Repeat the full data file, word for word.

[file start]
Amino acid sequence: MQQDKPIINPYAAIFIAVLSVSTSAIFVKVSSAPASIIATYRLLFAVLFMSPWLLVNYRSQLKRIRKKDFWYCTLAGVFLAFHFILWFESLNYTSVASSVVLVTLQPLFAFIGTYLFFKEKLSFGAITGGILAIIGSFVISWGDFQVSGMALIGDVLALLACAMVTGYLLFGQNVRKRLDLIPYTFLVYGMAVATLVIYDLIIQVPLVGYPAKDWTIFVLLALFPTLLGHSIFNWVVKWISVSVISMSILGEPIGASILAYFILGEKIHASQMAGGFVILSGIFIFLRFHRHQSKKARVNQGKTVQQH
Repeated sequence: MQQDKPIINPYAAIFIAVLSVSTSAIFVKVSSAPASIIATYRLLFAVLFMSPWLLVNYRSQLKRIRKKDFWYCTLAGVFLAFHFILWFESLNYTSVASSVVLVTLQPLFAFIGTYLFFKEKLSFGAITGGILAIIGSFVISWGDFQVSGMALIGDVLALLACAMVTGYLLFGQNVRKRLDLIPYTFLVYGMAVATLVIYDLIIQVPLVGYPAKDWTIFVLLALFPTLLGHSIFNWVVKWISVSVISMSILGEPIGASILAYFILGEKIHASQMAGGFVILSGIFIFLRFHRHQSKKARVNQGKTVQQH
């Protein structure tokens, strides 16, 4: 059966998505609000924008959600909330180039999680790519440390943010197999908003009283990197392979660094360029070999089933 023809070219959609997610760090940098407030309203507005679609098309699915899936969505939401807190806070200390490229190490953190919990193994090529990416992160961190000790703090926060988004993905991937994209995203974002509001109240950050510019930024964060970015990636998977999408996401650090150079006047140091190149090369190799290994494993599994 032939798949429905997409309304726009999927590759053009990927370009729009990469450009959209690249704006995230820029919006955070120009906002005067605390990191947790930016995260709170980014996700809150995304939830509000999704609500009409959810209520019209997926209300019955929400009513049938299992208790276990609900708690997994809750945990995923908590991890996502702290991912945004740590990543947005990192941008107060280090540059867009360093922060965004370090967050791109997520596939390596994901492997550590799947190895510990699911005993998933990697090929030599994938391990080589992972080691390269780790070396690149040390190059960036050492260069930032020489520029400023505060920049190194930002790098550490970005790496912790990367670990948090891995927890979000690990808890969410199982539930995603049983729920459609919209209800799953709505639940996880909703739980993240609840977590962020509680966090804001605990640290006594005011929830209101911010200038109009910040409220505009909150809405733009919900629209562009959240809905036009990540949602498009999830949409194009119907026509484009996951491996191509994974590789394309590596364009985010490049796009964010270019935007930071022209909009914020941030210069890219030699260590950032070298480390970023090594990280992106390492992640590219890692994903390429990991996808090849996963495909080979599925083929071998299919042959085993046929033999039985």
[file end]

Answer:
Amino acid sequence: MQQDKPIINPYAAIFIAVLSVSTSAIFVKVSSAPASIIATYRLLFAVLFMSPWLLVNYRSQLKRIRKKDFWYCTLAGVFLAFHFILWFESLNYTSVASSVVLVTLQPLFAFIGTYLFFKEKLSFGAITGGILAIIGSFVISWGDFQVSGMALIGDVLALLACAMVTGYLLFGQNVRKRLDLIPYTFLVYGMAVATLVIYDLIIQVPLVGYPAKDWTIFVLLALFPTLLGHSIFNWVVKWISVSVISMSILGEPIGASILAYFILGEKIHASQMAGGFVILSGIFIFLRFHRHQSKKARVNQGKTVQQH
Repeated sequence: MQQDKPIINPYAAIFIAVLSVSTSAIFVKVSSAPASIIATYRLLFAVLFMSPWLLVNYRSQLKRIRKKDFWYCTLAGVFLAFHFILWFESLNYTSVASSVVLVTLQPLFAFIGTYLFFKEKLSFGAITGGILAIIGSFVISWGDFQVSGMALIGDVLALLACAMVTGYLLFGQNVRKRLDLIPYTFLVYGMAVATLVIYDLIIQVPLVGYPAKDWTIFVLLALFPTLLGHSIFNWVVKWISVSVISMSILGEPIGASILAYFILGEKIHASQMAGGFVILSGIFIFLRFHRHQSKKARVNQGKTVQQH
């Protein structure tokens, strides 16, 4: 059966998505609000924008959600909330180039999680790519440390943010197999908003009283990197392979660094360029070999089933 023809070219959609997610760090940098407030309203507005679609098309699915899936969505939401807190806070200390490229190490953190919990193994090529990416992160961190000790703090926060988004993905991937994209995203974002509001109240950050510019930024964060970015990636998977999408996401650090150079006047140091190149090369190799290994494993599994 032939798949429905997409309304726009999927590759053009990927370009729009990469450009959209690249704006995230820029919006955070120009906002005067605390990191947790930016995260709170980014996700809150995304939830509000999704609500009409959810209520019209997926209300019955929400009513049938299992208790276990609900708690997994809750945990995923908590991890996502702290991912945004740590990543947005990192941008107060280090540059867009360093922060965004370090967050791109997520596939390596994901492997550590799947190895510990699911005993998933990697090929030599994938391990080589992972080691390269780790070396690149040390190059960036050492260069930032020489520029400023505060920049190194930002790098550490970005790496912790990367670990948090891995927890979000690990808890969410199982539930995603049983729920459609919209209800799953709505639940996880909703739980993240609840977590962020509680966090804001605990640290006594005011929830209101911010200038109009910040409220505009909150809405733009919900629209562009959240809905036009990540949602498009999830949409194009119907026509484009996951491996191509994974590789394309590596364009985010490049796009964010270019935007930071022209909009914020941030210069890219030699260590950032070298480390970023090594990280992106390492992640590219890692994903390429990991996808090849996963495909080979599925083929071998299919042959085993046929033999039985």